Waiting for the results of a residential appraisal can make you teeter between anxiety—“They said our house is worth what?”—and relief: “Yes, our price is right!” Yet as important as an appraisal is on the way to the closing table, many homeowners tend to misunderstand the overall process.
“A lot of times when I’m going into a listing appointment, I will ask the client if they understand that we need to sell the home twice: not only to the buyer, but also to the appraiser,” says Christie Wilkins, a top-selling real estate agent in the Duluth, Georgia area.
Starting out at the right price point is critical. Statistics from the National Association of Realtors show that appraisal issues accounted for 21% of delayed contracts and 11% of terminated contracts in December 2020.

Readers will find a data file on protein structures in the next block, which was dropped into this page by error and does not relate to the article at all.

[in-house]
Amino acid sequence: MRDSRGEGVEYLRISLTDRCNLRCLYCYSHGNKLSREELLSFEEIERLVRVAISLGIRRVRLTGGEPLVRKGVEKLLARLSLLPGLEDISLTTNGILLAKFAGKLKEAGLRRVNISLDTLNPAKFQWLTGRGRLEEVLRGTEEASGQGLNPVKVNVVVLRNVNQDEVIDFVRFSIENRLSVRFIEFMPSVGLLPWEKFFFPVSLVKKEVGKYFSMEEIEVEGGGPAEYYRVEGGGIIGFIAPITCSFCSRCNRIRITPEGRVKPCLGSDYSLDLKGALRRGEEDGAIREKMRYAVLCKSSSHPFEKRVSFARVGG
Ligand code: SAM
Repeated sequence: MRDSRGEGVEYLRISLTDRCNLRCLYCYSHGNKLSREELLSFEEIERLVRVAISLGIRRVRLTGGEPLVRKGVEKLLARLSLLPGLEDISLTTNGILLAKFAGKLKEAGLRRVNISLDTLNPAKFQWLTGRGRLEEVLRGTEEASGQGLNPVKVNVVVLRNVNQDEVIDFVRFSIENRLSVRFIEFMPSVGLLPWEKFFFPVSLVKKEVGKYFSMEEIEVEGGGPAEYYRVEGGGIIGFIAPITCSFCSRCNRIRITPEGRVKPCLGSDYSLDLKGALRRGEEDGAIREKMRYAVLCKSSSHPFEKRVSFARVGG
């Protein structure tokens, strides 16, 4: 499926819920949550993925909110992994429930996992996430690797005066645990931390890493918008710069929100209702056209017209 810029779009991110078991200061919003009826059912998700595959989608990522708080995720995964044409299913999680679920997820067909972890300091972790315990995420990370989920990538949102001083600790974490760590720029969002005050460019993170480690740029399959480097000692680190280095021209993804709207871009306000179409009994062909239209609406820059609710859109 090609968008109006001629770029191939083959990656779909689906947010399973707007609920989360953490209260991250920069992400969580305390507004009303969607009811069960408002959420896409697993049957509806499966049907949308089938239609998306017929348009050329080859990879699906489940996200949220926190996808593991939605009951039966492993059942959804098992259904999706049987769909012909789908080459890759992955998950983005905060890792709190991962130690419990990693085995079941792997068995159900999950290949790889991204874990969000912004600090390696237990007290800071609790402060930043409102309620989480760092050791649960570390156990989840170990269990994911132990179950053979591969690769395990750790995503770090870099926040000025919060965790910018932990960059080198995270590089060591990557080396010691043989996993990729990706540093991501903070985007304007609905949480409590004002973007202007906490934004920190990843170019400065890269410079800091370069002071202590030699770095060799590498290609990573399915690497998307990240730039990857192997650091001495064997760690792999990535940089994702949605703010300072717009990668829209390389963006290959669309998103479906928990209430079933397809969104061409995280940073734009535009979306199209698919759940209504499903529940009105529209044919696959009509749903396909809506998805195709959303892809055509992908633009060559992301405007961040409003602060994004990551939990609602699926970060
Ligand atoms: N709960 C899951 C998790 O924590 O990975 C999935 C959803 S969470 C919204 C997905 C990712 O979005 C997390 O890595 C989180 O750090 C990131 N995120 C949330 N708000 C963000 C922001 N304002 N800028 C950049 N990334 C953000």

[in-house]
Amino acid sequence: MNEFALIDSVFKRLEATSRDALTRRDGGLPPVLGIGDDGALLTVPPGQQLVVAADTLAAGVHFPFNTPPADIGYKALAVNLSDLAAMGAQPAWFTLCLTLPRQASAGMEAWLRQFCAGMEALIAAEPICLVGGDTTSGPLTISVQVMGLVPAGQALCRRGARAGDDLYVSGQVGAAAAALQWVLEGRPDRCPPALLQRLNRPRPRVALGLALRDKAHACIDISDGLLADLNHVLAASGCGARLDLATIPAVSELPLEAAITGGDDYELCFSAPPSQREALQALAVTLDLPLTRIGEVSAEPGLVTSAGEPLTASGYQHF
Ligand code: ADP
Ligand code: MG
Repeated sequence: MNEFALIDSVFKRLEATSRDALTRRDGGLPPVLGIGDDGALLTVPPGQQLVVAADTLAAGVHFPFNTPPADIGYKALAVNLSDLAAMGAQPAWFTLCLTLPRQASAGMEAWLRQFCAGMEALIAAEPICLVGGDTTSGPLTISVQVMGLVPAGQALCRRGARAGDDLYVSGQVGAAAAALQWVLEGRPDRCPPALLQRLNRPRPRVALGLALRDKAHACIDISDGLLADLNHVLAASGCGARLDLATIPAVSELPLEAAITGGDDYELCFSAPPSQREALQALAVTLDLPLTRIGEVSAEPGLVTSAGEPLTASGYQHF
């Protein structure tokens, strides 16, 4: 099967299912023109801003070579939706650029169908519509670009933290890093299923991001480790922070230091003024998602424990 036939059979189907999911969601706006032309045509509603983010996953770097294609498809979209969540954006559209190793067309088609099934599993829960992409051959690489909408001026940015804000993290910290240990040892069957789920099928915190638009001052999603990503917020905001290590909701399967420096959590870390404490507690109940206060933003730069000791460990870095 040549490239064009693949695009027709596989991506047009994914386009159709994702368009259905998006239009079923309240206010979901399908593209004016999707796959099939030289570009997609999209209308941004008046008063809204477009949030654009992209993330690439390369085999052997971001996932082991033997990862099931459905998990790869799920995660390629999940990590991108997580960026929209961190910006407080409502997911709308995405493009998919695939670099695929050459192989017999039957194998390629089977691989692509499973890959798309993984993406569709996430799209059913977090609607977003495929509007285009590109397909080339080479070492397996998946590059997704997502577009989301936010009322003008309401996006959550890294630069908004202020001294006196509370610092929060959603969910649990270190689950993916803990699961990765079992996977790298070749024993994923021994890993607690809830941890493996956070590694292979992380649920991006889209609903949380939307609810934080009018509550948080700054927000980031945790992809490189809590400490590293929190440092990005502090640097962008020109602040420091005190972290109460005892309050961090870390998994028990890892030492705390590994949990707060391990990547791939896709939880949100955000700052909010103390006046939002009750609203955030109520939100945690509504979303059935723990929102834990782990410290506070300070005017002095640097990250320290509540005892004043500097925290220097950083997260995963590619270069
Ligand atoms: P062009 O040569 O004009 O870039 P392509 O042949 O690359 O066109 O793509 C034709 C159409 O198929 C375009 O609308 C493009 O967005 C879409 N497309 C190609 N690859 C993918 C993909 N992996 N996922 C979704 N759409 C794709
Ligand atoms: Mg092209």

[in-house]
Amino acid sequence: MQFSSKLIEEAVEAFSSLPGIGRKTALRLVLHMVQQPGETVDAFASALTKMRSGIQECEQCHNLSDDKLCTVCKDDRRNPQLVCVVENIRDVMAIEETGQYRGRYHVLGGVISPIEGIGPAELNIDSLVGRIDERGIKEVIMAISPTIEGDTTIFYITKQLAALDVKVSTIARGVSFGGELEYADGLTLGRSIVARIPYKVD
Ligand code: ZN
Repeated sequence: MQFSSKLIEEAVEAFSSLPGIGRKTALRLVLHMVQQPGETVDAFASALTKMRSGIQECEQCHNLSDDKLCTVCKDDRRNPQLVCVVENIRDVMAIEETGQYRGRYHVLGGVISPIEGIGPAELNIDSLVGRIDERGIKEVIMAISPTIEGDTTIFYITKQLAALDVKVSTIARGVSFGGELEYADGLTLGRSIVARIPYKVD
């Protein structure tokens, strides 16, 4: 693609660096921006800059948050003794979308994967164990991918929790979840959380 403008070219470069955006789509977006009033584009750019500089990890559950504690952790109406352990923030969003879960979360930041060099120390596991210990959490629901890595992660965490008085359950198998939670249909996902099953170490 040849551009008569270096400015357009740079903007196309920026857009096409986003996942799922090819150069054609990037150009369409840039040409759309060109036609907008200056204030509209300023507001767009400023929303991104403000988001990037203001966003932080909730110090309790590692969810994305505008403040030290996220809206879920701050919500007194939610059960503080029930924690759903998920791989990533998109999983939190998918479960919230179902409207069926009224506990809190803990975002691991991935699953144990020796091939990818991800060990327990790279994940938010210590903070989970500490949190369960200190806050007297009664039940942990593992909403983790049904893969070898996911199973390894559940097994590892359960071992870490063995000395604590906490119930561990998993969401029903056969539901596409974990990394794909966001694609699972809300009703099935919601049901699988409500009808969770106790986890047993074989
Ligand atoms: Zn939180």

“It’s never fun for a seller when you go under contract and then three weeks in, you find out that your home hasn’t appraised and your deal has the potential to fall apart,” Wilkins says. “I always like to walk them through what happens in that particular situation and what the options are.”
Great idea! Consider this your residential appraisal walkthrough, covering an appraiser’s general qualifications, how these professionals calculate value, and some common misperceptions about residential appraisals.
Starting the appraisal process
As a seller, you can request a pre-listing appraisal, which can help you and your agent set an asking price if your market is changing fast or if you have a particularly unique home for which finding comparable properties (or “comps”) might be difficult.
According to Mike Ford, a Southern California-based general certified real estate appraiser since 1986, paying $450 to $550 is typically the minimum amount necessary for a credible home appraisal. Fees vary based on factors like the size of your property, where you live, and the overall complexity of the appraisal.